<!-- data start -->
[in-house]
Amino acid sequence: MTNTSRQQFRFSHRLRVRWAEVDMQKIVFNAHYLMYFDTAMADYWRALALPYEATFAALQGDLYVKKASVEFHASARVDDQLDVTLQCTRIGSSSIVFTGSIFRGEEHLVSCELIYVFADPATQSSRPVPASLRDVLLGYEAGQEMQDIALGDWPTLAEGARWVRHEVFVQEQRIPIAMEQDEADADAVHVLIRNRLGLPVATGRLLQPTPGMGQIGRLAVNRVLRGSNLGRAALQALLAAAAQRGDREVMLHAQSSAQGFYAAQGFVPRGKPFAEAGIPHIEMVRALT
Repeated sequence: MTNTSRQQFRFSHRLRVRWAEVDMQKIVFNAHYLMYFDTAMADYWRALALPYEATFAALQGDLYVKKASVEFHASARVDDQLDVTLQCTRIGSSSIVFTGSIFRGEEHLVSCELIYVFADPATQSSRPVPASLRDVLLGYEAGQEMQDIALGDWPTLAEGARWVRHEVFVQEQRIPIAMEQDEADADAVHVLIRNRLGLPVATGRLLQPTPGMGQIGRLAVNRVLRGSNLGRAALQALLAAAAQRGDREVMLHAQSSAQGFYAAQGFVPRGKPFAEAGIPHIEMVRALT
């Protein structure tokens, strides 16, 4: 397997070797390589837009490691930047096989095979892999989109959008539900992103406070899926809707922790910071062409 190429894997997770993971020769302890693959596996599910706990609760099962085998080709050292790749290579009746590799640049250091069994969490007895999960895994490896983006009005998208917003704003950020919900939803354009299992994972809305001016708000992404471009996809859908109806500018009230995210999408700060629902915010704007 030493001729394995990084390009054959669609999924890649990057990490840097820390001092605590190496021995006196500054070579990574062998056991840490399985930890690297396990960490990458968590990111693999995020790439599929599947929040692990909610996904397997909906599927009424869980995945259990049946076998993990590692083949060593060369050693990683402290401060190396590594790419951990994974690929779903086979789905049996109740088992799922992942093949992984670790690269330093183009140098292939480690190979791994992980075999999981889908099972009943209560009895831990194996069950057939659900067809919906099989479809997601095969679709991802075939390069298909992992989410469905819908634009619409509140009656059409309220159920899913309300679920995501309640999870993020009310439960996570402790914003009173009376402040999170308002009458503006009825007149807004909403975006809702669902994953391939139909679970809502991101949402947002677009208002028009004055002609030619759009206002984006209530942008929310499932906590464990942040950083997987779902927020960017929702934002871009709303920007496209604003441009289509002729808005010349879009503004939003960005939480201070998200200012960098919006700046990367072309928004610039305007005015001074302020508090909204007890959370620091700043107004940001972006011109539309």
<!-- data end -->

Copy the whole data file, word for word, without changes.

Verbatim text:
[in-house]
Amino acid sequence: MTNTSRQQFRFSHRLRVRWAEVDMQKIVFNAHYLMYFDTAMADYWRALALPYEATFAALQGDLYVKKASVEFHASARVDDQLDVTLQCTRIGSSSIVFTGSIFRGEEHLVSCELIYVFADPATQSSRPVPASLRDVLLGYEAGQEMQDIALGDWPTLAEGARWVRHEVFVQEQRIPIAMEQDEADADAVHVLIRNRLGLPVATGRLLQPTPGMGQIGRLAVNRVLRGSNLGRAALQALLAAAAQRGDREVMLHAQSSAQGFYAAQGFVPRGKPFAEAGIPHIEMVRALT
Repeated sequence: MTNTSRQQFRFSHRLRVRWAEVDMQKIVFNAHYLMYFDTAMADYWRALALPYEATFAALQGDLYVKKASVEFHASARVDDQLDVTLQCTRIGSSSIVFTGSIFRGEEHLVSCELIYVFADPATQSSRPVPASLRDVLLGYEAGQEMQDIALGDWPTLAEGARWVRHEVFVQEQRIPIAMEQDEADADAVHVLIRNRLGLPVATGRLLQPTPGMGQIGRLAVNRVLRGSNLGRAALQALLAAAAQRGDREVMLHAQSSAQGFYAAQGFVPRGKPFAEAGIPHIEMVRALT
């Protein structure tokens, strides 16, 4: 397997070797390589837009490691930047096989095979892999989109959008539900992103406070899926809707922790910071062409 190429894997997770993971020769302890693959596996599910706990609760099962085998080709050292790749290579009746590799640049250091069994969490007895999960895994490896983006009005998208917003704003950020919900939803354009299992994972809305001016708000992404471009996809859908109806500018009230995210999408700060629902915010704007 030493001729394995990084390009054959669609999924890649990057990490840097820390001092605590190496021995006196500054070579990574062998056991840490399985930890690297396990960490990458968590990111693999995020790439599929599947929040692990909610996904397997909906599927009424869980995945259990049946076998993990590692083949060593060369050693990683402290401060190396590594790419951990994974690929779903086979789905049996109740088992799922992942093949992984670790690269330093183009140098292939480690190979791994992980075999999981889908099972009943209560009895831990194996069950057939659900067809919906099989479809997601095969679709991802075939390069298909992992989410469905819908634009619409509140009656059409309220159920899913309300679920995501309640999870993020009310439960996570402790914003009173009376402040999170308002009458503006009825007149807004909403975006809702669902994953391939139909679970809502991101949402947002677009208002028009004055002609030619759009206002984006209530942008929310499932906590464990942040950083997987779902927020960017929702934002871009709303920007496209604003441009289509002729808005010349879009503004939003960005939480201070998200200012960098919006700046990367072309928004610039305007005015001074302020508090909204007890959370620091700043107004940001972006011109539309």